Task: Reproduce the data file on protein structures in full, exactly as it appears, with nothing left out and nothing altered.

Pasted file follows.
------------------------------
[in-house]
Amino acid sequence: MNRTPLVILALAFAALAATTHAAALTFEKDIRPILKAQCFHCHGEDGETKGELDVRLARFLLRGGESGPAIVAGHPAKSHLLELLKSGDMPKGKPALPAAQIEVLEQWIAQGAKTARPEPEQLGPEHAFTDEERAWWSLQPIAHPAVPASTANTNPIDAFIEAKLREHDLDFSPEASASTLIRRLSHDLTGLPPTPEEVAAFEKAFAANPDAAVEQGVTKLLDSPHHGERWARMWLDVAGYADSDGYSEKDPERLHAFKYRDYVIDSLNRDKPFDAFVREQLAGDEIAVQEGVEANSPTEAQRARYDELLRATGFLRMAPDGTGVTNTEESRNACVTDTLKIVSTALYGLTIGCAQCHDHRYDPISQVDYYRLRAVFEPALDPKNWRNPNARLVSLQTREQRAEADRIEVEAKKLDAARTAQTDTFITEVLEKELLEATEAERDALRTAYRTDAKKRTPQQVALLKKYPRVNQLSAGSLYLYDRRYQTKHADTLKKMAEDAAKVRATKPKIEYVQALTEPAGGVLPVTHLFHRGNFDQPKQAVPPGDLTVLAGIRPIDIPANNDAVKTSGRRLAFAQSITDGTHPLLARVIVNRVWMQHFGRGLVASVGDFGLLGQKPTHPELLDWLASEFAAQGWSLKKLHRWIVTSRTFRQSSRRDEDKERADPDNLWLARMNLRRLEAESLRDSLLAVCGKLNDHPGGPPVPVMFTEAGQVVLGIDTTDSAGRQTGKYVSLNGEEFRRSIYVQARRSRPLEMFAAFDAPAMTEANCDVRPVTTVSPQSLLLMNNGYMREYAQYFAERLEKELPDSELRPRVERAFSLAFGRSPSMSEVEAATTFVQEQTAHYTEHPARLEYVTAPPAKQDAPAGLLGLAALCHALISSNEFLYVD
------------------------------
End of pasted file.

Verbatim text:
[in-house]
Amino acid sequence: MNRTPLVILALAFAALAATTHAAALTFEKDIRPILKAQCFHCHGEDGETKGELDVRLARFLLRGGESGPAIVAGHPAKSHLLELLKSGDMPKGKPALPAAQIEVLEQWIAQGAKTARPEPEQLGPEHAFTDEERAWWSLQPIAHPAVPASTANTNPIDAFIEAKLREHDLDFSPEASASTLIRRLSHDLTGLPPTPEEVAAFEKAFAANPDAAVEQGVTKLLDSPHHGERWARMWLDVAGYADSDGYSEKDPERLHAFKYRDYVIDSLNRDKPFDAFVREQLAGDEIAVQEGVEANSPTEAQRARYDELLRATGFLRMAPDGTGVTNTEESRNACVTDTLKIVSTALYGLTIGCAQCHDHRYDPISQVDYYRLRAVFEPALDPKNWRNPNARLVSLQTREQRAEADRIEVEAKKLDAARTAQTDTFITEVLEKELLEATEAERDALRTAYRTDAKKRTPQQVALLKKYPRVNQLSAGSLYLYDRRYQTKHADTLKKMAEDAAKVRATKPKIEYVQALTEPAGGVLPVTHLFHRGNFDQPKQAVPPGDLTVLAGIRPIDIPANNDAVKTSGRRLAFAQSITDGTHPLLARVIVNRVWMQHFGRGLVASVGDFGLLGQKPTHPELLDWLASEFAAQGWSLKKLHRWIVTSRTFRQSSRRDEDKERADPDNLWLARMNLRRLEAESLRDSLLAVCGKLNDHPGGPPVPVMFTEAGQVVLGIDTTDSAGRQTGKYVSLNGEEFRRSIYVQARRSRPLEMFAAFDAPAMTEANCDVRPVTTVSPQSLLLMNNGYMREYAQYFAERLEKELPDSELRPRVERAFSLAFGRSPSMSEVEAATTFVQEQTAHYTEHPARLEYVTAPPAKQDAPAGLLGLAALCHALISSNEFLYVD